I am a great admirer of Kneehigh and still recall their brilliant production of Brief Encounter. So I expected high things from Steptoe and Son and while admitting a lot of the audience seemed (after a slow start) to quickly embrace the production, it was only well into the second half that I started to enjoy the show.
Being of an age where Steptoe and Son can still be recalled, with its iconic leads, does not help, as no matter what happens on stage you still remember the TV (and film) personas of Harold and Albert Steptoe. They were so well written and cast that they will live on for years (despite the TV show ending in the 1970’s.)
Likewise the recent tours of Dad’s Army recaptured the TV show by being brilliantly cast so it was if the TV show had once more come to life. But this is not the idea here and with Kneehigh you would not expect it to be.
The play runs for two hours (including interval) and uses four Ray Galton and Alan Simpson scripts as it backbone. But weaving these stories together is the music of the 60’s and 70’s (the timespan the TV series) and Kirsty Woodward as “the woman”. Woodward plays many characters, from a bunny girl to the ghost of Alberts’ wife, as well as his new girlfriend who turn out to be a past girlfriend of Harolds’.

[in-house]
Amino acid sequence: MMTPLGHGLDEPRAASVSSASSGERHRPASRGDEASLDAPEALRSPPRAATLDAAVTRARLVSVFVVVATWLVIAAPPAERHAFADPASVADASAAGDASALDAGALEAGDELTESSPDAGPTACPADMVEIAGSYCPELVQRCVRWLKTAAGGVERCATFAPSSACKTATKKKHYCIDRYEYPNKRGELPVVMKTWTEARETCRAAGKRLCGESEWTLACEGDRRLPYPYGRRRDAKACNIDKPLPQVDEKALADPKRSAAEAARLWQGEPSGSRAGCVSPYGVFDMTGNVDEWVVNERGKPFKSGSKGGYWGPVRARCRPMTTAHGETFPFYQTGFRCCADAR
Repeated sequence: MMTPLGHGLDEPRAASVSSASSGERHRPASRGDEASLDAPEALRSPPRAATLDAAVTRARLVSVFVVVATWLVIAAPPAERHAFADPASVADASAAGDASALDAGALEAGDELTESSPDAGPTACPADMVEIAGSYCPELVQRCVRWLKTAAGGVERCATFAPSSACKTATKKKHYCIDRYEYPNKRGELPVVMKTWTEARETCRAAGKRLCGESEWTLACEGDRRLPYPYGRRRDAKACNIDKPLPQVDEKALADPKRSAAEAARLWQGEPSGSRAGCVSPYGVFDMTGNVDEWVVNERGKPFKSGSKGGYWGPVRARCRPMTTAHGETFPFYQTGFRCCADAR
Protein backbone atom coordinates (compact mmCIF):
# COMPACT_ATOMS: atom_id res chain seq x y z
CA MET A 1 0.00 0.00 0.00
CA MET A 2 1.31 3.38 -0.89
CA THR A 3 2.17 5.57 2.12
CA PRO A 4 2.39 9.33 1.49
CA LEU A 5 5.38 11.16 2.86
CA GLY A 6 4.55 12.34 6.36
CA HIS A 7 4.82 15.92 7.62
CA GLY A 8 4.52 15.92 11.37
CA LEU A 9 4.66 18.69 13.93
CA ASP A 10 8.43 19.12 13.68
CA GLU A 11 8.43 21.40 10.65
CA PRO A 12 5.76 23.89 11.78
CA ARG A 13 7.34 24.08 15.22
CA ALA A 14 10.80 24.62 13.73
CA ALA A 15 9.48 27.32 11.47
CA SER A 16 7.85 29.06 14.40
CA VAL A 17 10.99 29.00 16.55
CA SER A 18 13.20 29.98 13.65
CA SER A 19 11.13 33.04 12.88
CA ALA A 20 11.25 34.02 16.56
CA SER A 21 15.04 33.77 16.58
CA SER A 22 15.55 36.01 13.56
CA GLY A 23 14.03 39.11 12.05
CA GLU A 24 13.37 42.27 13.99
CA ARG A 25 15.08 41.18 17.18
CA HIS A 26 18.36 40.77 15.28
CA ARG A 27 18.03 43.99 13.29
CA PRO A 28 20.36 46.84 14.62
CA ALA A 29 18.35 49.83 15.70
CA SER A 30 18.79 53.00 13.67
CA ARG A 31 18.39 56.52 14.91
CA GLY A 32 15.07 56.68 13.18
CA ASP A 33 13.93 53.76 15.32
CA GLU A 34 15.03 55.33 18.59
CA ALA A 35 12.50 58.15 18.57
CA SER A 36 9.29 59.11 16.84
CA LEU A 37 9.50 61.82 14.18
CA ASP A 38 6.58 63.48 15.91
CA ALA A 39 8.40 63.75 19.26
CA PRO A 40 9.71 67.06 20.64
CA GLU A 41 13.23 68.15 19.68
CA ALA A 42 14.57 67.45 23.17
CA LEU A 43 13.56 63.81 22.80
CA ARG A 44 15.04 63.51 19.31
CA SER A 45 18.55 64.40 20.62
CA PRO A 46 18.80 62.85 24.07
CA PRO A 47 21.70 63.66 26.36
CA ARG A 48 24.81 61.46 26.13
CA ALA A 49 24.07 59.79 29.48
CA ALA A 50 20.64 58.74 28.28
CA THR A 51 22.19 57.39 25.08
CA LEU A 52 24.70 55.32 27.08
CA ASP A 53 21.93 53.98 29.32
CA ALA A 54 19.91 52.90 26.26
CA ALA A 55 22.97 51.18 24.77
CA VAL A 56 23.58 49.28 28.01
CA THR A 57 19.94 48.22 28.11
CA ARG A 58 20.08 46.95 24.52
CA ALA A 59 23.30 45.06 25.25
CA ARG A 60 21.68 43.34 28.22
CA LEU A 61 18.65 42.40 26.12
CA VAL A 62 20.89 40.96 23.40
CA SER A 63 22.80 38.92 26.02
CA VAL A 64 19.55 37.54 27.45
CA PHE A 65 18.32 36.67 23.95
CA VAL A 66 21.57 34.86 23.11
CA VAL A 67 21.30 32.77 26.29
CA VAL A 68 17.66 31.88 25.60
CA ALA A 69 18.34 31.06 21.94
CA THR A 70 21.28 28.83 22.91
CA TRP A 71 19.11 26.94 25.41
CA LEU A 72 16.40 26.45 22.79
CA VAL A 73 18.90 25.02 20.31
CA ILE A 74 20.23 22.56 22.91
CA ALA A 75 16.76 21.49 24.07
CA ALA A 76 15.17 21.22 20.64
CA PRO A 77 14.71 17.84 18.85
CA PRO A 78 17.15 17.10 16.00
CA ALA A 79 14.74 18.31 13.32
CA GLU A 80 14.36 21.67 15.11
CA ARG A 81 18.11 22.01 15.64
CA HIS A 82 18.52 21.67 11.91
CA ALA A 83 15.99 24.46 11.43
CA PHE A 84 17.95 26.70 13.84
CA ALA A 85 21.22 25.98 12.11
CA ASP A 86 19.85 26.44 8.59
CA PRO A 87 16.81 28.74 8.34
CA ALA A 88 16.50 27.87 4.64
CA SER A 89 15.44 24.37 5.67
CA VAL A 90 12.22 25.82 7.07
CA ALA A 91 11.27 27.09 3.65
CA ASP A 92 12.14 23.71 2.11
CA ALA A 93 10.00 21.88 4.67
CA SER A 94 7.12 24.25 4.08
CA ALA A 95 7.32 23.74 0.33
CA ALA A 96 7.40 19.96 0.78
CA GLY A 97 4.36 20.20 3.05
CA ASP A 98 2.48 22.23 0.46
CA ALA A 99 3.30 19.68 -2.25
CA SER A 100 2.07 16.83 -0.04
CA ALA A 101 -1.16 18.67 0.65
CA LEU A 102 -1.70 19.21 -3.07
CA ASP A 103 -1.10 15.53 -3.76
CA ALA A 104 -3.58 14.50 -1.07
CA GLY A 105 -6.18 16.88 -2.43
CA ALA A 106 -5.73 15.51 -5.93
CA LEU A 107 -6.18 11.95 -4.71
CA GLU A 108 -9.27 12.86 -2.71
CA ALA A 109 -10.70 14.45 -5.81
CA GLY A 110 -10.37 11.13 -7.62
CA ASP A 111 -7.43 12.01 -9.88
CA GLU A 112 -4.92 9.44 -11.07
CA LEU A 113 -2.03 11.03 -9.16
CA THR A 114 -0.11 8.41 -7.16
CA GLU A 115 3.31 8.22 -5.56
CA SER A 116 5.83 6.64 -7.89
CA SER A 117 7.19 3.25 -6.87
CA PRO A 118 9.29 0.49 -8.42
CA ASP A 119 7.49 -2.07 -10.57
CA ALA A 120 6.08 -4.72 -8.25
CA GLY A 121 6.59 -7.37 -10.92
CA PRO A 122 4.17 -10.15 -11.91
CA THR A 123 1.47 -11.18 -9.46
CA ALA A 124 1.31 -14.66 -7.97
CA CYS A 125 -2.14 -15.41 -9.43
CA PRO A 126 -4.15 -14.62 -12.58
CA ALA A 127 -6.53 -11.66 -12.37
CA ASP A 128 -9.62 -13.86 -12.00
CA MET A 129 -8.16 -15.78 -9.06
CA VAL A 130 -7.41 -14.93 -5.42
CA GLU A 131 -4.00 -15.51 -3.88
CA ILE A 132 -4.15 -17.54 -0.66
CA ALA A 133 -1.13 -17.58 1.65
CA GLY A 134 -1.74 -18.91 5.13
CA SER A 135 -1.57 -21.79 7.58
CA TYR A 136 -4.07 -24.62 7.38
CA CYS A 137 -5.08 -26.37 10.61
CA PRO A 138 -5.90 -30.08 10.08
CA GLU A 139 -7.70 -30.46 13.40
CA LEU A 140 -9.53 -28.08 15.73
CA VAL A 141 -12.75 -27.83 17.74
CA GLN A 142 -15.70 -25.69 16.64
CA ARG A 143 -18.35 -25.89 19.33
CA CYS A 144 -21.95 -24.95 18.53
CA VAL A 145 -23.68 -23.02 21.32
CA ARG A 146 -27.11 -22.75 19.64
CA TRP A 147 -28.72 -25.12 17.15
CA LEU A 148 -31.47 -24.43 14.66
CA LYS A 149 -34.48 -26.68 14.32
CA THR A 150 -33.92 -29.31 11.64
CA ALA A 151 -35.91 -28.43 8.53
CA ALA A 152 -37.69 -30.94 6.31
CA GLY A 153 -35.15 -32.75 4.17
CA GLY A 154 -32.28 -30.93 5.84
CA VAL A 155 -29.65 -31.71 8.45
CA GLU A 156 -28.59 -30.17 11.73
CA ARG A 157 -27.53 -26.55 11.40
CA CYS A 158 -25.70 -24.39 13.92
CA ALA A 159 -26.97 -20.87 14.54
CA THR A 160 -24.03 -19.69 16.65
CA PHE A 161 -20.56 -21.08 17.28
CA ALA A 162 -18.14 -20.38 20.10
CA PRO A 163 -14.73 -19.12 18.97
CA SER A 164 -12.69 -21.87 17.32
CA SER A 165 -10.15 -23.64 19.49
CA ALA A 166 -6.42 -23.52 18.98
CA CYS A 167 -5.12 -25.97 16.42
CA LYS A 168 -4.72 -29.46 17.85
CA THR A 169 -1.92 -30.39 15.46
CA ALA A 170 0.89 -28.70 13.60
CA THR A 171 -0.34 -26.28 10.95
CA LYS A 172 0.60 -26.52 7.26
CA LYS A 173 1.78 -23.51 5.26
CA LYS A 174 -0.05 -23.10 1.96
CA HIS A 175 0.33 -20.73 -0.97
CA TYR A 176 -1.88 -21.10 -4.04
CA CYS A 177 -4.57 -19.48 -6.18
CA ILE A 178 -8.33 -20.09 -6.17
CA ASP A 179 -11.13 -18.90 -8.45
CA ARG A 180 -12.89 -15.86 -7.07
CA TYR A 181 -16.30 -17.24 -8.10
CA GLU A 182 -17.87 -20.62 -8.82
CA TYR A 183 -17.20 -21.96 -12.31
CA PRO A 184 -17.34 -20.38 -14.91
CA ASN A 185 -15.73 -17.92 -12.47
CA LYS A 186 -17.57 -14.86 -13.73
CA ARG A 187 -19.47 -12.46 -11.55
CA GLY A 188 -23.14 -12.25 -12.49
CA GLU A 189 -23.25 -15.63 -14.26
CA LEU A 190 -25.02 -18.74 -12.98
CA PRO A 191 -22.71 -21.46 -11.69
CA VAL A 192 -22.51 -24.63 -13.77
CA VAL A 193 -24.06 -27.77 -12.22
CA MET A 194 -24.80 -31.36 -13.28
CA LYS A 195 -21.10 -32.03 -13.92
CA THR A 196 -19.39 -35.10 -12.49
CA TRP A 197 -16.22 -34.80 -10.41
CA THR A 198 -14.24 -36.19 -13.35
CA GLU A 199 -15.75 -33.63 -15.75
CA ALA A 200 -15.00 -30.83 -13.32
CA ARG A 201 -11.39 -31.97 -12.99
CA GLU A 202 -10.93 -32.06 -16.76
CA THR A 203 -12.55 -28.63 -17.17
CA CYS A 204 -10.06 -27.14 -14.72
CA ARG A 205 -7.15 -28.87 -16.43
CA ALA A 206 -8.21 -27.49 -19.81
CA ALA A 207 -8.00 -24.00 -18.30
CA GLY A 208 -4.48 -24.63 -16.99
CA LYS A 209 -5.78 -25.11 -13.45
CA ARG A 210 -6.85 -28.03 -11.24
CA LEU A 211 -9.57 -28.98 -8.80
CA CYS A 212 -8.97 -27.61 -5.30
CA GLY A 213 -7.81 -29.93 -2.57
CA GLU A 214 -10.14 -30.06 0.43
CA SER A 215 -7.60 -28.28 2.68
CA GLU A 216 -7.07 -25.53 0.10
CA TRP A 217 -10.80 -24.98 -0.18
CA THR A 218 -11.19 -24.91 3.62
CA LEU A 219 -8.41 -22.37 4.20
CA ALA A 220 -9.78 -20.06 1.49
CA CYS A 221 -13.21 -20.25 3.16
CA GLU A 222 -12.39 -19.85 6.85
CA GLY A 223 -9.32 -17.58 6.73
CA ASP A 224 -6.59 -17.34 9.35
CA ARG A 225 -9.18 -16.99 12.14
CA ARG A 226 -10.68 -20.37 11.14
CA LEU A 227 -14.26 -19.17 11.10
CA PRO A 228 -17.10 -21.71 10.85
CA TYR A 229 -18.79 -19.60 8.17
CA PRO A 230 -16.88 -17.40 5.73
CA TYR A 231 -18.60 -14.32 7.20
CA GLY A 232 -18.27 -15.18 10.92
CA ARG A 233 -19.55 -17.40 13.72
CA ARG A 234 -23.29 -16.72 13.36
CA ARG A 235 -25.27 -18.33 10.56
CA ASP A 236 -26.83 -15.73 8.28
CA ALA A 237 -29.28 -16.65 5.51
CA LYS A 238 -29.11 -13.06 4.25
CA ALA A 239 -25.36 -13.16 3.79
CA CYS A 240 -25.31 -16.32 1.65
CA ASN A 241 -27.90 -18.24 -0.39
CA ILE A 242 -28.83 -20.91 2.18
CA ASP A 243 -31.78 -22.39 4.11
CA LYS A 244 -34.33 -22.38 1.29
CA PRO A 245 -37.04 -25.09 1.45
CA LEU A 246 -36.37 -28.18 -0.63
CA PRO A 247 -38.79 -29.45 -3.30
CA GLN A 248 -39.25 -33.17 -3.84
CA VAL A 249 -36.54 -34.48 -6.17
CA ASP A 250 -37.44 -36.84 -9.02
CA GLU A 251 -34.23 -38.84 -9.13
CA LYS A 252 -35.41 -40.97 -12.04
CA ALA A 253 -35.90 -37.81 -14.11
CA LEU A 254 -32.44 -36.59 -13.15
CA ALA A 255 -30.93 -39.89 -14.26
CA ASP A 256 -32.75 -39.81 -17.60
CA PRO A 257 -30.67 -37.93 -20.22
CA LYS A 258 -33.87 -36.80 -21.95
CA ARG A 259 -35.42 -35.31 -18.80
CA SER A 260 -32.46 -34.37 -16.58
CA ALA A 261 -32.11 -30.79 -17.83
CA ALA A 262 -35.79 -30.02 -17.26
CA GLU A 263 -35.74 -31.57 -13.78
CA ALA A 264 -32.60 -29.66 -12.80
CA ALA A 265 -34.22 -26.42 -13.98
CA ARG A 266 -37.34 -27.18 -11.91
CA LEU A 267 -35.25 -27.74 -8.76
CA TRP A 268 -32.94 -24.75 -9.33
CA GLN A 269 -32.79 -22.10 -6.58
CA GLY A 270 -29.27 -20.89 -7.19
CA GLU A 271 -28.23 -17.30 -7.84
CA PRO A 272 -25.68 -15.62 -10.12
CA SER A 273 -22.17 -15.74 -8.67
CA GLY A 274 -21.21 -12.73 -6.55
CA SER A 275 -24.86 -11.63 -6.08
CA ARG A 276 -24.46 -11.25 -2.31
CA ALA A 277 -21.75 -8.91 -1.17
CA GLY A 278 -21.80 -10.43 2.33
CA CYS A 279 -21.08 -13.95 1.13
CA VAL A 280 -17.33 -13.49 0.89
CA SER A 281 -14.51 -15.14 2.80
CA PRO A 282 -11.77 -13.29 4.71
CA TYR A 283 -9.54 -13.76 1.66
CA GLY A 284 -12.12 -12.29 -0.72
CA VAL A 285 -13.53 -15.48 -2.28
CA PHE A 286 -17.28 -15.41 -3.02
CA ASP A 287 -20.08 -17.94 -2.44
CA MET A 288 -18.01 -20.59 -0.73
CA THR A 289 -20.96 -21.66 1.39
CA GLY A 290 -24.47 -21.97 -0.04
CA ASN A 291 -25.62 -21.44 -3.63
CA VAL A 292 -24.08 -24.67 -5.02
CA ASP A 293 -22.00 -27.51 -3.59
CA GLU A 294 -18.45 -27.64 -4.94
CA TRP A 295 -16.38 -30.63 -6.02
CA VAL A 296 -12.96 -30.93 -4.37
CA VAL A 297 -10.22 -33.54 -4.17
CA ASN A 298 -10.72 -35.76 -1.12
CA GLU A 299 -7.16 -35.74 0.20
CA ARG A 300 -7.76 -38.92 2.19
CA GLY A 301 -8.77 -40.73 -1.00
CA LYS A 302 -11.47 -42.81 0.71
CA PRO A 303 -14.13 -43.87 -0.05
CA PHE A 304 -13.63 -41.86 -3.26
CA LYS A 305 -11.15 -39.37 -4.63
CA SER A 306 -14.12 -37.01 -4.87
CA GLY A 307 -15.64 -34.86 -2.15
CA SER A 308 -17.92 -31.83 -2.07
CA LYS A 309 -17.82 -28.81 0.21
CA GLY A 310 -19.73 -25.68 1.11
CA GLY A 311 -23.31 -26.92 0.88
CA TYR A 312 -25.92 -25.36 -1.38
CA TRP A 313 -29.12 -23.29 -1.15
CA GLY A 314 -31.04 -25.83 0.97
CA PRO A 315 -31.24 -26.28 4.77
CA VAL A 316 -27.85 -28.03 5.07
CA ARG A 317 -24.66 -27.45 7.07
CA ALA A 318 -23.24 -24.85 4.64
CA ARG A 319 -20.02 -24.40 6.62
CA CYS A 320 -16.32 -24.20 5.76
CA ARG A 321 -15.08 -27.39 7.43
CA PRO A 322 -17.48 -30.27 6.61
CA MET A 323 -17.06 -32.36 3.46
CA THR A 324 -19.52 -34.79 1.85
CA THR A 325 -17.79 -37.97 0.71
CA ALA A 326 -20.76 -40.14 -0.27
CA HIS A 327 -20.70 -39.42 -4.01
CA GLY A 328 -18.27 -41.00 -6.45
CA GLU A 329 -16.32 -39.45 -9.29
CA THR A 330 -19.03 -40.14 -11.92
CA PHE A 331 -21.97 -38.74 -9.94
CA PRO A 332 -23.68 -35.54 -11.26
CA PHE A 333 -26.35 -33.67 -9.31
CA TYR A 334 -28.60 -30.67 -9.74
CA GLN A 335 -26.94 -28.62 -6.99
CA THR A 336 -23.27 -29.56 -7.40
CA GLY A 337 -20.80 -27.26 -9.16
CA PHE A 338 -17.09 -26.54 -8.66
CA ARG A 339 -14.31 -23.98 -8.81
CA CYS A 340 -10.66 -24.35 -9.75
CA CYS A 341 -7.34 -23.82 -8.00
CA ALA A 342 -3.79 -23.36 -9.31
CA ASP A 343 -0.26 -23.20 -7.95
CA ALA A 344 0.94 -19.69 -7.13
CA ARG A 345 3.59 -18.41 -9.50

The cast dance between the stories and Dean Nolan as Harold proves to be very light on his feet , winning a lot of new fans. His miming of a Louis Armstrong record was the highlight of the production. While Mike Shepherd, as Albert, fairs less well as his “dirty old man” as Harold would say, at times seems to be a impersonation of the TV character, unlike Deans “Harold”.
If you are of an age where Steptoe and Son are not engraved on your memory or are willing to accept a new approach to a classic TV programme this will work for you. For me though it fell short of being a classic Kneehigh Production and too often just did not gel together.